Ordinary dictators like applause. These days Alyaksandr Lukashenka, the demagogic and authoritarian president of Belarus, cannot stand it. Every Wednesday a few hundred people come out on the streets of Belarusian cities and wordlessly clap their hands. They may not shout slogans, but everybody knows what it is they are silent about.
Unlike the thousands-strong protest last December brutally put down by Mr Lukashenka, the clapping protests are modest in scale. And though their organisers talk of “a revolution through social networks” their real point is to demonstrate the protesters’ courage and Mr Lukashenka’s paranoia. Each Wednesday plain-clothed thugs with earpieces swarm the streets of Minsk dragging people out of crowds and pushing them into security vans parked in side streets with their licence plates covered.
During celebrations of Belarus’s independence day on July 3rd, the police said that any applause other than to war veterans would be considered an offence. So nobody applauded Mr Lukashenka’s combative speech. But even those, including journalists, who just gathered at one of the city’s squares were arrested.
Anatoly Lebedko, an opposition leader who spent several months in a KGB cell in Minsk after December’s election, says Mr Lukashenka has lost the support of most of the population and also Russia’s unconditional backing. His popularity rating has plunged from 53% in December to 29% last month, according to an independent opinion poll.
This is not surprising. The economy is teetering on the brink of collapse. With inflation hitting 35% and the currency having lost half its value, most people feel a lot poorer. There are restrictions on the sale of hard currency. People are queuing for weeks to change Belarusian roubles. And though fear and an inured tolerance of hardship tend to stifle protests, there are reports of strikes at some Belarusian plants.
The country’s Soviet-style command economy was never efficient and could be sustained only by foreign credit and huge Russian subsidies in the form of cheap energy and the ability to buy discounted Russian oil and sell on refined products at a markup. In the past five years Russia’s subsidy has fallen from the equivalent of 20% of GDP to only 7%.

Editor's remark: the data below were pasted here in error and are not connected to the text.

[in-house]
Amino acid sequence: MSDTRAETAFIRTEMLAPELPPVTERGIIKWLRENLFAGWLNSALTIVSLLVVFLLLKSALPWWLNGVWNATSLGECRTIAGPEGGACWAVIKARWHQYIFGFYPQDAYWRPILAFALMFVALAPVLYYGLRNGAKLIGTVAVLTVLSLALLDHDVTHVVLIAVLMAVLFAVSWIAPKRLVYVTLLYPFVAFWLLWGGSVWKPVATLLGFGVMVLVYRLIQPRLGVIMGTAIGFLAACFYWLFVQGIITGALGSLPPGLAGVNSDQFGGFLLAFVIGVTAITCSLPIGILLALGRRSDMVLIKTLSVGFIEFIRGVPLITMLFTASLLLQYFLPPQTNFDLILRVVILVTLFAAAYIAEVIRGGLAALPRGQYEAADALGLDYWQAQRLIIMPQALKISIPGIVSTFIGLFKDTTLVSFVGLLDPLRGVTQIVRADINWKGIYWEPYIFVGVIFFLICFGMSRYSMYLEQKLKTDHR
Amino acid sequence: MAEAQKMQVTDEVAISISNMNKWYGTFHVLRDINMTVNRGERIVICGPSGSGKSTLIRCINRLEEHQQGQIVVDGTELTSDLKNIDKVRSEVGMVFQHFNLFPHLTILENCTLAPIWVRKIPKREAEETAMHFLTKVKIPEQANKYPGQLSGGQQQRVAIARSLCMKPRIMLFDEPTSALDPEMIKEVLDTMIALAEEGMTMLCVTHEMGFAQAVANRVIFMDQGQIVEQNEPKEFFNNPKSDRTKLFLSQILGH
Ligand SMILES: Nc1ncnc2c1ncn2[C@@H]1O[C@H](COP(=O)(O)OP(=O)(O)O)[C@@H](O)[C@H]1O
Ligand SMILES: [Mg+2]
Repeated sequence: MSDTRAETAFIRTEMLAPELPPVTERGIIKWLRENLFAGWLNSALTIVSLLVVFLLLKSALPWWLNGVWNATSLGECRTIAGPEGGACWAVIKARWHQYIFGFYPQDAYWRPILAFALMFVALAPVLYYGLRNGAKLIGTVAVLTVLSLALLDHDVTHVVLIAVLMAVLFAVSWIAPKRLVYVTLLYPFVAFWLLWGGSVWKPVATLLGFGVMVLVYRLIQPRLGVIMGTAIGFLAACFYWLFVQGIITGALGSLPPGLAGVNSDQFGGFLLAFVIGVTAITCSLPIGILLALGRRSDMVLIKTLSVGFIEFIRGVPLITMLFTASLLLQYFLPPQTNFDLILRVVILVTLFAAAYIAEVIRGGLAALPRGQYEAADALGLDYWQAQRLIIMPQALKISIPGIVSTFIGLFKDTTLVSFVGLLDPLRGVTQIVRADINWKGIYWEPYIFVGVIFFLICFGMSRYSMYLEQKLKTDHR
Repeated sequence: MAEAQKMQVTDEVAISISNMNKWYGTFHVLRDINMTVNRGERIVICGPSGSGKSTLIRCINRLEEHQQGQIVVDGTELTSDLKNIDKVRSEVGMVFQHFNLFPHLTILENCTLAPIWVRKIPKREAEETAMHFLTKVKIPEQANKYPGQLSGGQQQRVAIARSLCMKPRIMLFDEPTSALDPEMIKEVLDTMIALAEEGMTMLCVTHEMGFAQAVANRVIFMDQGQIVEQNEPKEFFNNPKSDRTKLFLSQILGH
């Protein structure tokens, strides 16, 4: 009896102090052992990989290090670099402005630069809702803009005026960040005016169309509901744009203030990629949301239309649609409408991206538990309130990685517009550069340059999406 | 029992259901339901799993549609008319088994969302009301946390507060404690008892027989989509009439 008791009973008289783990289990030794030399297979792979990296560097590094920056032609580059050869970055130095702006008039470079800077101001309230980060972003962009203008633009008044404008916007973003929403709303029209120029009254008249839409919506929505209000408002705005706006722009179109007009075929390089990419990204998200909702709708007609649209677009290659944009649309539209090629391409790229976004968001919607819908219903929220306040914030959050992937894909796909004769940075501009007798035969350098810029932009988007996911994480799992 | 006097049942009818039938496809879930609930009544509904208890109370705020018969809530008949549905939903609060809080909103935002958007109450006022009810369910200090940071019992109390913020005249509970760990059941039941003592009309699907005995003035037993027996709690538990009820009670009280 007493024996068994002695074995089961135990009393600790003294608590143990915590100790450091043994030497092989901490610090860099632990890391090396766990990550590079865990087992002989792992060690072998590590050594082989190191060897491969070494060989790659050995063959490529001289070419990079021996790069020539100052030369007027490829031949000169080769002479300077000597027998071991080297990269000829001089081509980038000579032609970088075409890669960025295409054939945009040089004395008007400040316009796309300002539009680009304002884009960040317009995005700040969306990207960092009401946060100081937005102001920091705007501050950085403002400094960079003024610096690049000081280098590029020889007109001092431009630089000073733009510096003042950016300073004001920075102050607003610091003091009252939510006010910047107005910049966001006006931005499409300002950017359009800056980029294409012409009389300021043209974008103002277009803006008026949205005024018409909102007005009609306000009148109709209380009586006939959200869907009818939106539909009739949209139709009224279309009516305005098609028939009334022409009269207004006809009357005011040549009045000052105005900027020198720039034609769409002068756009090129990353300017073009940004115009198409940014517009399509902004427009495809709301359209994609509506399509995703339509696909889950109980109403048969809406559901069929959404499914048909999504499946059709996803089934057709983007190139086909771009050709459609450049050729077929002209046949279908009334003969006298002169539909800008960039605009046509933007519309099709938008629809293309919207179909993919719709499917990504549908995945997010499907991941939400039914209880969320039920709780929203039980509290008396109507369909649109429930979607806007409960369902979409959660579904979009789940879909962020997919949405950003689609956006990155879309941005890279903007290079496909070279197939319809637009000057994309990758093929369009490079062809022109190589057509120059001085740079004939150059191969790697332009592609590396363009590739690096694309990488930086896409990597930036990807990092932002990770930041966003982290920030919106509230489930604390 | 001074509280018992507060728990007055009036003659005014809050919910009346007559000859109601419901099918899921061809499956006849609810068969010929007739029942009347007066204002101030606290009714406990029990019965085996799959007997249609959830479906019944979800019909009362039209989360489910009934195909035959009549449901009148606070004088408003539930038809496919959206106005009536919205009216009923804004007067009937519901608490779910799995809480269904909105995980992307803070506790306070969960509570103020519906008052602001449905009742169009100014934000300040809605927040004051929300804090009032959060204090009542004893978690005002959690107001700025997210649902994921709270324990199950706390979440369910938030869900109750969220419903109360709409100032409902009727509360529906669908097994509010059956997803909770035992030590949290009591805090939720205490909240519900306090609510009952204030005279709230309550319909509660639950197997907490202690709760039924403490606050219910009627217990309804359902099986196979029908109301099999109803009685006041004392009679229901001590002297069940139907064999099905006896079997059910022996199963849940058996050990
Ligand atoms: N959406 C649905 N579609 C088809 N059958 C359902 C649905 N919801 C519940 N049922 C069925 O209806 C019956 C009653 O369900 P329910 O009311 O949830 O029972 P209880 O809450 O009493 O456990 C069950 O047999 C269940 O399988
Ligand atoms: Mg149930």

But it was last year’s election that made the situation critical. To bribe voters, Mr Lukashenka raised salaries and social spending. State firms went on a borrowing spree. After violently suppressing protests and taking many political prisoners, Mr Lukashenka cut Belarus off from Western support. Leonid Zlotnikov, an economist, says Belarus needs to find monthly payments of over $1 billion to service its debts. Its foreign-exchange reserves are down to a month’s worth of imports. “The economy is choking,” Mr Zlotnikov says. And the Kremlin, which gave Mr Lukashenka a boost just before the election and recognised its result despite the violence, is not rushing to the rescue—albeit for cynical and pragmatic reasons.
Having spent $50 billion propping up Mr Lukashenka over the past decade, the Kremlin now wants something back, such as gas pipelines, perhaps, or refineries and chemical plants. Alexei Kudrin, Russia’s finance minister, has said that he would agree to a rescue credit line only if Belarus privatised assets worth $7.5 billion. Mr Lukashenka resists giving up economic control. But as Oleg Manaev, an independent sociologist, says, “Lukashenka’s fate is no longer in his own hands”.
The Kremlin may not want to topple Mr Lukashenka yet because it fears that, without him, Belarus could rush towards the West. He is also a useful bogeyman who makes Russia’s own leaders seem more civilised and democratic. The Russian tactic, it seems, is to keep Mr Lukashenka just above the surface, occasionally dipping him in and then pulling him out to make sure he is still breathing. But if the Kremlin miscalculates and keeps Mr Lukashenka under a moment too long, it could inadvertently provoke a more serious revolt. Then the applause would become deafening.